Not an affiliate or AM but have definitely been looking into “your side” of the business hoping to get into something. I have been investigating and talking to both sides of this debate and find this article interesting. As an obvious newcomer, it seems as though the person you were speaking with was a friend as much as your affiliate manager. I would assume that friends in the business often share ideas, and being that there is a common knowledge of the business, I would think a lot of you would also have the same ideas. So really, did she steal your idea as a manager or a friend? I’d say more a friend so perhaps you should just be more careful which friends you share your ideas with – not really concern yourself with affiliate managers that also have affiliate sites since that really wasn’t the underlying problem.

    • TriciaMeyer says:

      First of all, how did you know that it was a “she”? I’m guessing the affiliate manager that pointed you in the direction of this article told you. I was trying not to call the person out publicly. And second, she was not a friend. It was actually the first time that I had ever met her. We were not having a conversation as friends but were talking as colleagues about projects that we were working on. I was looking to get links for the site and asking if she had anything that would work for it.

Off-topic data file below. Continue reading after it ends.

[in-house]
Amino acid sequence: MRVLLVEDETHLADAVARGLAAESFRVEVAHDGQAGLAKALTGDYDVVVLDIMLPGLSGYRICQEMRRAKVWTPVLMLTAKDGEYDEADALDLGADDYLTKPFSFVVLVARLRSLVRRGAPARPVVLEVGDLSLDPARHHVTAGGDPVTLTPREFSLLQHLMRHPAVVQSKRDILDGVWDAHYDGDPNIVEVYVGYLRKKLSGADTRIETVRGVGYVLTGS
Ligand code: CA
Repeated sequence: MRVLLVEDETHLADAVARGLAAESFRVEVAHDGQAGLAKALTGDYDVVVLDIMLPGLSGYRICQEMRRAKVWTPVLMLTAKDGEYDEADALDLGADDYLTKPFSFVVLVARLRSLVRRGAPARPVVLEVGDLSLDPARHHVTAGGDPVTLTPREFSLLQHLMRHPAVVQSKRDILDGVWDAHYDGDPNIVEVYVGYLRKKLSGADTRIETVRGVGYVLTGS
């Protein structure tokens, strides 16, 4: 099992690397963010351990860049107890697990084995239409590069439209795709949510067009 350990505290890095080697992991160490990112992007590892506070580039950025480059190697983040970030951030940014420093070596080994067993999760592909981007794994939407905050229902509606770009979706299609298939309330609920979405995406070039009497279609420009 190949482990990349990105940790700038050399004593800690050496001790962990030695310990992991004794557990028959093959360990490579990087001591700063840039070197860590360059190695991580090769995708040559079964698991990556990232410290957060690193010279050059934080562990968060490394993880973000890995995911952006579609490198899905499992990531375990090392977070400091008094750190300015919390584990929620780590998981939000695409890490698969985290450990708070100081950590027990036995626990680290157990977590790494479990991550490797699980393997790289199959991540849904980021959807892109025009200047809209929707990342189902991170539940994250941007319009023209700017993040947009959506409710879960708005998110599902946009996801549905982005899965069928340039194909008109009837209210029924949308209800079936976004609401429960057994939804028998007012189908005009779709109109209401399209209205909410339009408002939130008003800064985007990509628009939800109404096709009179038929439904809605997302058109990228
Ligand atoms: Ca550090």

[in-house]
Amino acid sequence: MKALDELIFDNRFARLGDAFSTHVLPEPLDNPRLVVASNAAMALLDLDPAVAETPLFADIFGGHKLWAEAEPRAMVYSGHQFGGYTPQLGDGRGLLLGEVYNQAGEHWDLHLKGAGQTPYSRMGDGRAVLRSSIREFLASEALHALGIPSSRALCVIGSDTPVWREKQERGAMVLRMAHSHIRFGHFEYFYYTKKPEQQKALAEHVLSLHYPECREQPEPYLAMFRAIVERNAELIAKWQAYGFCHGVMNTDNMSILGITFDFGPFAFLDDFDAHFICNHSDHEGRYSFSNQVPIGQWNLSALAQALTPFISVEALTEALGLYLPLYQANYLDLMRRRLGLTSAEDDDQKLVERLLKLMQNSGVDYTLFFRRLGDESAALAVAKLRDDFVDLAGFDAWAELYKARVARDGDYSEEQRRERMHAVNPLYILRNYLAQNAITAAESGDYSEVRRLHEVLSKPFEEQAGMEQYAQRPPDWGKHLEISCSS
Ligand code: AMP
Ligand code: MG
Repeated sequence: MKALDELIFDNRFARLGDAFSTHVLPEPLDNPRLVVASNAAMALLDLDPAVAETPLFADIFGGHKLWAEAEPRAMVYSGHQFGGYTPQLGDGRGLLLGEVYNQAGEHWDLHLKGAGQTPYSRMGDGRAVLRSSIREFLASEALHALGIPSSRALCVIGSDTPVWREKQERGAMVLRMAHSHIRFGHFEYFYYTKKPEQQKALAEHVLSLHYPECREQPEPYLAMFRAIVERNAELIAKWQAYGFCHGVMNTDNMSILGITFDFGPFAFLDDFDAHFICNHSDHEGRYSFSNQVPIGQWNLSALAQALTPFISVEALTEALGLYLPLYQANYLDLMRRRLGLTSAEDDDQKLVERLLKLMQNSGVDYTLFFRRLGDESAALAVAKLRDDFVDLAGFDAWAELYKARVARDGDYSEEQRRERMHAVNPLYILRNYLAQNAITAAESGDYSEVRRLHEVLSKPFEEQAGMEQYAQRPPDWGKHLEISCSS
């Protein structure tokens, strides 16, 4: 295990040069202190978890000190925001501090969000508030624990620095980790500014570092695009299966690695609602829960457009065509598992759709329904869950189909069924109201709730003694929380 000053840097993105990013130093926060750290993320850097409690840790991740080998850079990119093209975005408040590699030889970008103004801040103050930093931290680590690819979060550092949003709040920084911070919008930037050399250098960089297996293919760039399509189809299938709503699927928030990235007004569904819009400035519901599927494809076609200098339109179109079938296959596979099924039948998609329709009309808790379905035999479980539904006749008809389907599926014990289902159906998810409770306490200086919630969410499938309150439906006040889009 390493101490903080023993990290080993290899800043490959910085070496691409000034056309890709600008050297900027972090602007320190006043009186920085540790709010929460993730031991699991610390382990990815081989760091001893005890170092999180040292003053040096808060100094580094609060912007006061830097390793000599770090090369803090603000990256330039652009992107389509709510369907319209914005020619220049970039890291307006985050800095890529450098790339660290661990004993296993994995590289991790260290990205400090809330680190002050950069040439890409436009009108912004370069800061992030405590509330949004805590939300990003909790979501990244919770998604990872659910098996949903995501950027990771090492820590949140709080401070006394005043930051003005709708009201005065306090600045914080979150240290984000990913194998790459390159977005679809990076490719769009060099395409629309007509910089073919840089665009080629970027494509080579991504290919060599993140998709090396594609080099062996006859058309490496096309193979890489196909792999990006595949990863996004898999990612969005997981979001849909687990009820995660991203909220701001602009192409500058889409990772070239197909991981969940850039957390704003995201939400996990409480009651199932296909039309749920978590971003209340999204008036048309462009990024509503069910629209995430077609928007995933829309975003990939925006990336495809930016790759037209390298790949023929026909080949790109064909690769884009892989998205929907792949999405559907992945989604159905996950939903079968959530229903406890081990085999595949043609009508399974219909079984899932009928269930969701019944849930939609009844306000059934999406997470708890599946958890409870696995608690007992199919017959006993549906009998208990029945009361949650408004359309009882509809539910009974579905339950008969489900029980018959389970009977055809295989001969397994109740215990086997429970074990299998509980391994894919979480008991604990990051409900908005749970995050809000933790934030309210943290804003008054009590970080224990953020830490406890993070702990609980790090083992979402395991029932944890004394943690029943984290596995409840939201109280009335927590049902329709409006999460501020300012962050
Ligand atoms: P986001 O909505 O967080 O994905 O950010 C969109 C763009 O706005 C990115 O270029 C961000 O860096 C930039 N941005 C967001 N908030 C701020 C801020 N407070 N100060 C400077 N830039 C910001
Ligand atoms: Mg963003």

And I should “not really concern” myself with affiliate managers that also have affiliate sites? Apparently it’s not just me that is concerned about it. It’s a lot of other respected people in our industry who are concerned as well.

      • Janet Dieso says:

        I followed your link on FB to this article before you unfriended me, absolutely no one directed me to it. My assumption of “she” was on my part – being as the company I know you through has mostly female clients – I had a 50/50 shot at the correct pronoun.

    • Actually this isn’t an isolated incident, and it happens to affiliates that are excited about new ideas and they share with the affiliate manager thinking that affiliate manager can help them with the plan. Instead the manager takes the idea and creates their own site.